The next day I arrived promptly at 10:30 for my appointment. I happily swung into a Custom Endodontics parking spot close to the door. I took this as a good sign. Except when I actually bother to read the sign I was actually a parking spot for the law firm that shared the building. Since I was afraid I might get sued, I had to get back into the car, start it and move it to a clearly marked Custom Endodontics parking spot not quite so close to the door. To be perfectly honest, I was a nervous wreck walking into that building. The nerves in my tooth underneath my crown may be dead but all the rest of my nerves were on high alert. I didn’t help that when I opened the door the first thing I hear was that annoying whirring of a dental drill. The receptionist had given me an estimate for a root canal. For what she quoted me I would have for sure thought that they could have some soothing music piped in to calm the nerves. I just happened to get the receptionist that did not speak a single decibel above the dentist’s drill. I finally understood her to say she would check me in, tell the girls I was there, and get my digital signature. So there I stood and there she sat looking at me with the expression on her face that said, “Why are you still standing there?” In my confusion as to how she was going to go about getting my digital signature I did find out I could go and sit down (and start waiting.) I really didn’t wait too long before the receptionist came over to me with a mini ipad and to please sign my name. There I sat looking up at her holding just a mini ipad and there she stood looking down at me wondering what I was waiting for. She must have realized that I didn’t know what to do because she asked if I wanted a stylus. My confusion only got worse as the first thoughts that raced though my head where how bad my hair must look. Then I realized that she was offering me a computer pen and I answered, “Yes Pease.” WRONG! She brought me the smallest, stubbiest, flexi-rubber topped stylus on the planet. I couldn’t hold the stupid thing in my hand like a pen. It didn’t have any kind of a tip except this malleable rubber that I squished into the screen. I smashed the rubber tip numerous times into the signature box only to get nothing. The signature box remained completely blank while I tried in vain to sign my name. I got absolutely nothing, not even one squiggly line. The receptionist was trying to help me along by giving me directions like” hold the stylus straighter,” “don’t push down so hard,” and “lift your hand so it doesn’t rest on the screen.” After much frustration and embarrassment I finally got most of my signature scribbled on the screen. I was relieved but I also hoped to God this is not my official digital signature for the rest of my life.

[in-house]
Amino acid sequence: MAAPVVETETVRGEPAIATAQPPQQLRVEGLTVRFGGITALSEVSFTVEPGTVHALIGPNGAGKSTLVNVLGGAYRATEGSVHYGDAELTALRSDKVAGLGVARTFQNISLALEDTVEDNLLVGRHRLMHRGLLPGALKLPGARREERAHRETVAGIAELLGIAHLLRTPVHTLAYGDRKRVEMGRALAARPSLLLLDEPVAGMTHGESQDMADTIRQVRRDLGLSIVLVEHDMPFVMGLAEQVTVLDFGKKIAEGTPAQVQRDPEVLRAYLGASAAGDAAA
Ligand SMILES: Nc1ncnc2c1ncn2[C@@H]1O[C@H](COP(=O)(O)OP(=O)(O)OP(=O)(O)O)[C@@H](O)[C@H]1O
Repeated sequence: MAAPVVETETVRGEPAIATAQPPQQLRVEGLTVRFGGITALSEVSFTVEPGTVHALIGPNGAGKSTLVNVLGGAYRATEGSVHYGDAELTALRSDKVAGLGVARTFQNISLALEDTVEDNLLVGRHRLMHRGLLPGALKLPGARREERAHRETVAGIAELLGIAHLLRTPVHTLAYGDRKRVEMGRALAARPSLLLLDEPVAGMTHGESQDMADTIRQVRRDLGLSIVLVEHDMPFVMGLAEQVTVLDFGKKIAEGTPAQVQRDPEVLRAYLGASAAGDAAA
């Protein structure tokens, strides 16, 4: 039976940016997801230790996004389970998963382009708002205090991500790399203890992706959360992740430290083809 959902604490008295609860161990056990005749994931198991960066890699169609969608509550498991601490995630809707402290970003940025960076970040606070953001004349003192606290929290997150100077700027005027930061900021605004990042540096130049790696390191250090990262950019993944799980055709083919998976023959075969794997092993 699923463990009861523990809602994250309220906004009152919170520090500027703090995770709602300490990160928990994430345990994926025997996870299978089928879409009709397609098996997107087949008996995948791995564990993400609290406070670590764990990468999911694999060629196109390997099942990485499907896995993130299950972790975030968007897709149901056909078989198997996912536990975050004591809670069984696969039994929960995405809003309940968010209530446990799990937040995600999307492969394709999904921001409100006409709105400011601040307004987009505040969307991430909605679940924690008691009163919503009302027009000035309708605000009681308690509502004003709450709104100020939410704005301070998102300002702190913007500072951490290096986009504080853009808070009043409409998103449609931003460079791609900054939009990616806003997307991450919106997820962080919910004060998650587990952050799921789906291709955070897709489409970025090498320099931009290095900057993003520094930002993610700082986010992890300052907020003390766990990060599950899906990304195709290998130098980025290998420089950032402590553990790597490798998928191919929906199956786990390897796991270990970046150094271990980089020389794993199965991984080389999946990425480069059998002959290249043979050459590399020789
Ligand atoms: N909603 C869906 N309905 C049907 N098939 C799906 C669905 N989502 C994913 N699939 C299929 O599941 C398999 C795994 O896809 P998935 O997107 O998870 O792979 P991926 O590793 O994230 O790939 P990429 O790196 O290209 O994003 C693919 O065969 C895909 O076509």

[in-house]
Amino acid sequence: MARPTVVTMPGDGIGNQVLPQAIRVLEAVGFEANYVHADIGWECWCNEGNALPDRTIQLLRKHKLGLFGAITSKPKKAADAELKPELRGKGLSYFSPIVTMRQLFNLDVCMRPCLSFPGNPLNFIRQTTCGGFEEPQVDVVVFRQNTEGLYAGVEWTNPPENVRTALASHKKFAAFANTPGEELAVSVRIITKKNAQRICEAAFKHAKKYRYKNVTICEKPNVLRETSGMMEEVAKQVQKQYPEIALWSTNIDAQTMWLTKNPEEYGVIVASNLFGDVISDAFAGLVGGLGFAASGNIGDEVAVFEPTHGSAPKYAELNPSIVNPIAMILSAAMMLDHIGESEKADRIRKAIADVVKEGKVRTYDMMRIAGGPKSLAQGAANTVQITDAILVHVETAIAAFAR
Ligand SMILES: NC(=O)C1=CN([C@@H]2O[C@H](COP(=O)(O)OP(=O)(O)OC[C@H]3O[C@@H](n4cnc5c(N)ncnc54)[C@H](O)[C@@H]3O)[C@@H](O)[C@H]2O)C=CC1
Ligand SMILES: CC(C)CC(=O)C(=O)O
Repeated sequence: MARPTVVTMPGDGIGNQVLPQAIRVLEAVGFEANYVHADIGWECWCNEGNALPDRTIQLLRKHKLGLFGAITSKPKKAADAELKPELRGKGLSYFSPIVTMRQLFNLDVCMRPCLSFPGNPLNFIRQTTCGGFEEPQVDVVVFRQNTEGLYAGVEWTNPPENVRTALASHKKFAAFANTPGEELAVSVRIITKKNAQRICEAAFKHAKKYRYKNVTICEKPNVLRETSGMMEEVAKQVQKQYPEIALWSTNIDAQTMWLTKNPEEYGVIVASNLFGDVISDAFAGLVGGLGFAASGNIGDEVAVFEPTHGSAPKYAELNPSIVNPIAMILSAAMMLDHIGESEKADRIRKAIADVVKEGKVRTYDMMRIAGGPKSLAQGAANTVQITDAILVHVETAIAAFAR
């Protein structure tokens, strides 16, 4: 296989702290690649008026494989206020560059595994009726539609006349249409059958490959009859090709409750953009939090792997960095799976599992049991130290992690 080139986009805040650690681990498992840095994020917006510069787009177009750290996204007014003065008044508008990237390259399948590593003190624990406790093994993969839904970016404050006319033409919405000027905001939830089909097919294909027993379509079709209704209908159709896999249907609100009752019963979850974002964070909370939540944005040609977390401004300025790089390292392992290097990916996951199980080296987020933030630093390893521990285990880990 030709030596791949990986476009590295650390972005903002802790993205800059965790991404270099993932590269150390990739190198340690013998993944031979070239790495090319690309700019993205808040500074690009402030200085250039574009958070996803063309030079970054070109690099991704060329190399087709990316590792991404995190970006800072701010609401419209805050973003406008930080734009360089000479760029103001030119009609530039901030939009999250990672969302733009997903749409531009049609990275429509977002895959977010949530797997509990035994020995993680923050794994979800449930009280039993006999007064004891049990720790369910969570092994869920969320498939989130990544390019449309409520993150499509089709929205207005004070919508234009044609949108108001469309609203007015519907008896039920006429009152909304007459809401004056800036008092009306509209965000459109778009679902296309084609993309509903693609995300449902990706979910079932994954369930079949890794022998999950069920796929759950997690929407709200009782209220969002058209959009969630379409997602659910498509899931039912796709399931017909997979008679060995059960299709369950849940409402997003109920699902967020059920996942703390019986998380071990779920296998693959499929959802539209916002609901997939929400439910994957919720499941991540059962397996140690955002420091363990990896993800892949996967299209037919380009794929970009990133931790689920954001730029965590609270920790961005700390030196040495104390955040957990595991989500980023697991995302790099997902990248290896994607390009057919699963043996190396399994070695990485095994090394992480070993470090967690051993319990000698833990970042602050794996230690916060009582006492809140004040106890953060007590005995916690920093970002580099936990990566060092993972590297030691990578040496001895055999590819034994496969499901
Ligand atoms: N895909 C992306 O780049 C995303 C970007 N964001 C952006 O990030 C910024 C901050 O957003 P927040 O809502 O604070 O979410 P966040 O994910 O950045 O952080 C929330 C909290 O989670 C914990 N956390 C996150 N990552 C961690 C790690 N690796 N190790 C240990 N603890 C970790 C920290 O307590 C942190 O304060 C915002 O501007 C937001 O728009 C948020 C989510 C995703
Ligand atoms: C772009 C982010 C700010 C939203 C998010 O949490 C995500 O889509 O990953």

The dental technician that took me back to the 3-D imaging area was named Baili. She was extremely nice and made a point to explain what was going on and answer all my questions. However, when I asked what the 3-D imaging showed she said it didn’t show anything. When I asked about infection, cracks, and dead nerves she said that the Doctor wouldn’t be able to tell until he got into the tooth. Yup I could already see that the 3-D imaging was well worth the $100. I did ask Bailie, why I had so much pain if my nerves were dead and isn’t that an oxymoron? But by now I knew the drill (pun intended) …..”we won’t know until the Doctor gets inside your tooth.” All I really want to say about the actual root canal was that Dr. Wayment was an expert. He knew exactly what he was doing inside that tooth. I mostly kept my eyes closed but I got the distinct impression he was deciding something every 15 seconds and Bailie was right there with the right piece of apparatus. I really was impressed. Those two worked together efficiently and effectively. I think I did open my eyes about three times. The first time was to see the 3rd gigantic syringe of Novacane go into my mouth. The second time I opened my eyes I saw smoke coming out of my mouth like there was some sort of soldering going in there. The third time they were shining a alien glowing green light into my mouth and studying fluorescent dancing images on the screen. In the end, the tooth was saved and I survived the root canal. As I left Custom Endodontics, Bailie gave me a sheet of information as to what to expect after the Endodontic treatment. She also advised me to take some Aleve before the Novacane wears off. (What she didn’t mention was that it would wear off by the New Salem exit.) She also handed me a prescription for Opioids and said with a smile, “Now if you don’t need these be sure not to fill the prescription and shred it. I took the prescription from her, turned to leave, and mumbled (I was only capable of mumbling at this point)…. Bite me!